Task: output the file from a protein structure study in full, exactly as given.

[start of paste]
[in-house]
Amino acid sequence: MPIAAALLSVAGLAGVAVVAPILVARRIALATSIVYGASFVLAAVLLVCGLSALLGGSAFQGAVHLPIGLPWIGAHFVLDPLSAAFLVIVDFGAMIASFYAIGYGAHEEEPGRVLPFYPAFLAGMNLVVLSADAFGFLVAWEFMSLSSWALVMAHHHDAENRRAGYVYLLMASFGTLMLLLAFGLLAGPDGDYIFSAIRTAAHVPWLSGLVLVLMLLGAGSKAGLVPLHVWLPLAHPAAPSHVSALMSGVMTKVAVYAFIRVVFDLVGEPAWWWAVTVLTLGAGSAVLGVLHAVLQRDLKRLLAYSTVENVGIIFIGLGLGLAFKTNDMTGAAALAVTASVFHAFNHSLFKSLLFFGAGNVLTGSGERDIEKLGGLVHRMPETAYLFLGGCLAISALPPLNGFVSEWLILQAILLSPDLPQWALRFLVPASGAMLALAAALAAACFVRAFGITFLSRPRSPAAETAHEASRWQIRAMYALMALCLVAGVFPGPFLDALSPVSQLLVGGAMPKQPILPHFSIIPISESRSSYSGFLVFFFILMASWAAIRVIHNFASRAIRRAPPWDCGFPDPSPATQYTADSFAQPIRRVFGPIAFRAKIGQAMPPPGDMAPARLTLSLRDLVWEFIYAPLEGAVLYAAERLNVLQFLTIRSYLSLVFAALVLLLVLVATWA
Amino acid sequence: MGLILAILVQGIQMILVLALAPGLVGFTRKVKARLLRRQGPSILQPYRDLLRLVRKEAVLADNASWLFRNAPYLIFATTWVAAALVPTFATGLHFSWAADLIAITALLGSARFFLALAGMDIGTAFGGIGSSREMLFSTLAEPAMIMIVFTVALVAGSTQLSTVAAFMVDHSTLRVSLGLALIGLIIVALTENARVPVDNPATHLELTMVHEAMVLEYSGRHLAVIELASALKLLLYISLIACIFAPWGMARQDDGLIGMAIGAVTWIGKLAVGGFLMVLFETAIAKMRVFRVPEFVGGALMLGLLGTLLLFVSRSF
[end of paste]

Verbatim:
[in-house]
Amino acid sequence: MPIAAALLSVAGLAGVAVVAPILVARRIALATSIVYGASFVLAAVLLVCGLSALLGGSAFQGAVHLPIGLPWIGAHFVLDPLSAAFLVIVDFGAMIASFYAIGYGAHEEEPGRVLPFYPAFLAGMNLVVLSADAFGFLVAWEFMSLSSWALVMAHHHDAENRRAGYVYLLMASFGTLMLLLAFGLLAGPDGDYIFSAIRTAAHVPWLSGLVLVLMLLGAGSKAGLVPLHVWLPLAHPAAPSHVSALMSGVMTKVAVYAFIRVVFDLVGEPAWWWAVTVLTLGAGSAVLGVLHAVLQRDLKRLLAYSTVENVGIIFIGLGLGLAFKTNDMTGAAALAVTASVFHAFNHSLFKSLLFFGAGNVLTGSGERDIEKLGGLVHRMPETAYLFLGGCLAISALPPLNGFVSEWLILQAILLSPDLPQWALRFLVPASGAMLALAAALAAACFVRAFGITFLSRPRSPAAETAHEASRWQIRAMYALMALCLVAGVFPGPFLDALSPVSQLLVGGAMPKQPILPHFSIIPISESRSSYSGFLVFFFILMASWAAIRVIHNFASRAIRRAPPWDCGFPDPSPATQYTADSFAQPIRRVFGPIAFRAKIGQAMPPPGDMAPARLTLSLRDLVWEFIYAPLEGAVLYAAERLNVLQFLTIRSYLSLVFAALVLLLVLVATWA
Amino acid sequence: MGLILAILVQGIQMILVLALAPGLVGFTRKVKARLLRRQGPSILQPYRDLLRLVRKEAVLADNASWLFRNAPYLIFATTWVAAALVPTFATGLHFSWAADLIAITALLGSARFFLALAGMDIGTAFGGIGSSREMLFSTLAEPAMIMIVFTVALVAGSTQLSTVAAFMVDHSTLRVSLGLALIGLIIVALTENARVPVDNPATHLELTMVHEAMVLEYSGRHLAVIELASALKLLLYISLIACIFAPWGMARQDDGLIGMAIGAVTWIGKLAVGGFLMVLFETAIAKMRVFRVPEFVGGALMLGLLGTLLLFVSRSF